Mike Smith and the Grow More, Give More Program

Grow More, Give More Program Repurposes Your Extra Produce

by Rose Kennedy in her “Dirt to Fork” blog, carried in the Knoxville Mercury website. Used with permission. *

They call it gleaning. And while it has nothing to do with aliens or polished gems or anything like that, it’s almost as cool: to gather grain or other material that is left after the main crop has been gathered.

Mike Smith

Mike Smith, SoSA’s Knoxville-Area Gleaning Coordinator

Gleaning as carried out by the Grow More, Give More program co-heralded by the University of Tennessee’s Farmer’s Market and the local chapter of the nonprofit Society of St. Andrew involves a charitable redistribution of your produce wealth. You bring the extra produce that grows in your garden to the market on Wednesday evenings from 4 to 7 p.m. The Knoxville Gleaning Coordinator for SoSA, Mike Smith, meets you there, tallies the poundage, and makes sure a food pantry or other local charity gets it to redistribute to working poor or down-on-their luck cooks, or to use to fix meals for the needy.

You can get more or less expansive—planting extra just for this purpose, for example, or just buying a little extra from the market vendors to donate.

Smith, who volunteers his time and is part of the larger national group that has projects in eight states, welcomes it all with a cheerful grin. He looks like a stern accountant in quiet moments, but when someone approaches the booth bearing, say, a basket of gleaming green zucchini, he is suddenly recognizable as the man who signs e-mails with “THANKS for being YOU!!”

His smile is only part of the reason all my fretting is over almost as soon as it starts. He also answers each bit of skepticism I put forth with a no-nonsense explanation, based on his seven years with SoSA and three years with UT’s GMGM:

What if you’re like me and never experience that plague of extra zucchini or cucumbers, instead having extras of, say, non-bulbing fennel or mint. You wouldn’t want that, would you?

Yes, they would. “We take any fresh produce anyway you give it to us. We, SoSA, will take anything edible and find it a home for someone or some group in need. We took a big bag of thyme the other night and the ladies at Samaritan Place were so excited about having that to use for the next day’s meals.”

Photo from Knoxville MercuryWouldn’t most hungry people have trouble being able to fix the food for themselves, lacking kitchens and so forth? “When we have crop drops we typically have six to 12 individuals come by and pick up portions. We give to places like Knox Area Rescue Ministries, Love Kitchen, and FISH, that have volunteers who can fix the vegetables. But mainly we give to church pantries that give the produce out to the families right when they get back to their church.” Those recipients freely select say, the broccoli rabe or the Swiss chard that was donated the first GMGM night of 2015, June 5.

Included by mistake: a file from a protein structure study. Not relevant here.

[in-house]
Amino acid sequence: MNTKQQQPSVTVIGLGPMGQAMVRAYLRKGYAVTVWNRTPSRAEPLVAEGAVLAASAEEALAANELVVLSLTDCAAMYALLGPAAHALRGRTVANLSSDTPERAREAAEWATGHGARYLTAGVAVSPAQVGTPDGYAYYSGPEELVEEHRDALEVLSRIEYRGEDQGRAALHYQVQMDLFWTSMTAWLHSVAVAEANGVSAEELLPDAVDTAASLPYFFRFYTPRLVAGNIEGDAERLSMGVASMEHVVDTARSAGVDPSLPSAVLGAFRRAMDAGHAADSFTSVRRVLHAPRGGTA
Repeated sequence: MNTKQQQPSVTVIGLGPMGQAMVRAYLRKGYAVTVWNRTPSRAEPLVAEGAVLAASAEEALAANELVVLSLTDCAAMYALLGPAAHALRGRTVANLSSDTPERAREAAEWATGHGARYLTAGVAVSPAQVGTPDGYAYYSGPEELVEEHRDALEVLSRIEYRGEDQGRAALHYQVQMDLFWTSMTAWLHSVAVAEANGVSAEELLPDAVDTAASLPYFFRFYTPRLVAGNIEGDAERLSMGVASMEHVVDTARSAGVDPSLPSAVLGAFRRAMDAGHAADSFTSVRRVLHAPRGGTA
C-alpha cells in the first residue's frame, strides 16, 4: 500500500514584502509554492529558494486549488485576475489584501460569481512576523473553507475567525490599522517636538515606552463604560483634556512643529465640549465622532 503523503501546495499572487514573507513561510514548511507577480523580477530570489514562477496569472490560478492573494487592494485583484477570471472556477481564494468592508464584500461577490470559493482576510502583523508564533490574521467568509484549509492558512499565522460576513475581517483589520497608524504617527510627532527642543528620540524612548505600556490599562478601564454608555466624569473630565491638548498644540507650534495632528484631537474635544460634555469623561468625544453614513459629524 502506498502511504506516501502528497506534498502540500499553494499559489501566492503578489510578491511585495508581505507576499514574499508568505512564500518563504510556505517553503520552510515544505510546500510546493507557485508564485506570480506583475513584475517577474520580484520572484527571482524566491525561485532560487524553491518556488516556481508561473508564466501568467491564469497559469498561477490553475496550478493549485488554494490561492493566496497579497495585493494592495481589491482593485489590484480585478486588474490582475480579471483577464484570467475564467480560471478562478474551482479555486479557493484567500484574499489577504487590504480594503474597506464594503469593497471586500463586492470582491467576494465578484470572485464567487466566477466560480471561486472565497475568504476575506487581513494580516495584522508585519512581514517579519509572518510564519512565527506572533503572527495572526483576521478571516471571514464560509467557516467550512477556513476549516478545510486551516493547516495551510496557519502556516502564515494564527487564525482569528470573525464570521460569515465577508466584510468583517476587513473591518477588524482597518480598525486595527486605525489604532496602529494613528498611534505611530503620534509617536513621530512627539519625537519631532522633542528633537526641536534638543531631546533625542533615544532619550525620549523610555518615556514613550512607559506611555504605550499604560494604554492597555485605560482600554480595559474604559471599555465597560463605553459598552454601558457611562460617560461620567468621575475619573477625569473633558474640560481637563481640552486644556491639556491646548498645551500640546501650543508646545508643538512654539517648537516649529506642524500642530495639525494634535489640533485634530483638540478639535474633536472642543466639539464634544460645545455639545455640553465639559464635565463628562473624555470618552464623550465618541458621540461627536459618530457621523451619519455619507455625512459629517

The part where some of the stuff goes to the zoo, that’s just a nice story?

No. “I do work with the zoo, particularly when we have a 40,000-pound truck load of something, because it will usually contain produce that is just overly ripe—the almost rotten or squashed ends up with them.”

And you tell me that the animals there will eat it?

Sure. “Elephants, gorillas and pigs all like the sweet potatoes when we get them. The zoo has said that if a human eats some kind of food; they will have an animal there that will also like that kind of food.”

What if everyone has a surplus of the same thing at the same time? Tomatoes, if my garden is any indication, are going to slather the landscape with their fruit this year, for example.

Bring it on. “We did over 10,000 pounds with UT Farmers Market last year, including gleaning from various farmers and the UT Organic Farm. We did more than 8,800 pounds from Edible Arrangements—fresh fruit that they couldn’t use and my church, Concord United Methodist, participated by gleaning roughly 60,000 pounds of Irish potatoes, sweet potatoes, and green beans.”

Uh oh, there’s that church word. Many a do-gooder vegetable gardener flounders when faith is a condition of participation. So, do you have to be churchy to participate?

Not at all. “We work with faith-based and secular groups, like Wesley House, Positively Living, Teen Challenge, Volunteer Ministries, Samaritan Place, Ladies of Charity, West Park Baptist Church’s Bread of Life Pantry, Faith Lutheran’s Shepherd of Hope Pantry, the Sevier County Food Pantry and probably 15 more churches.”

But if you want to approach it from a faith-based perspective, that’s okay?

Photo from Knoxville Mercury“For me, it’s both faith and personality. I was brought up in a Christian home and we didn’t waste and we tried to help others in need. My faith from that nurturing has continued to help we find ways to try to help folks less fortunate than I am. I am blessed to be able to my little part and I give God all the glory.”

If you’re going to grow extra for GMGM, should it be high in nutrition, like kale, or something that will keep a long time, like winter squash?

Whatever you want to grow, “we’ll take it.”

But not buggy produce, surely?

“We don’t want bugs.”

This gets me to thinking about my kale, which us Southerners would say was “all ate up” by cabbage flies or some other villain. Some nice person or market vendor has donated a raft (that’s maybe not the technical term) of gorgeous, tender, Red Russian kale that’s just like mine should be, but isn’t.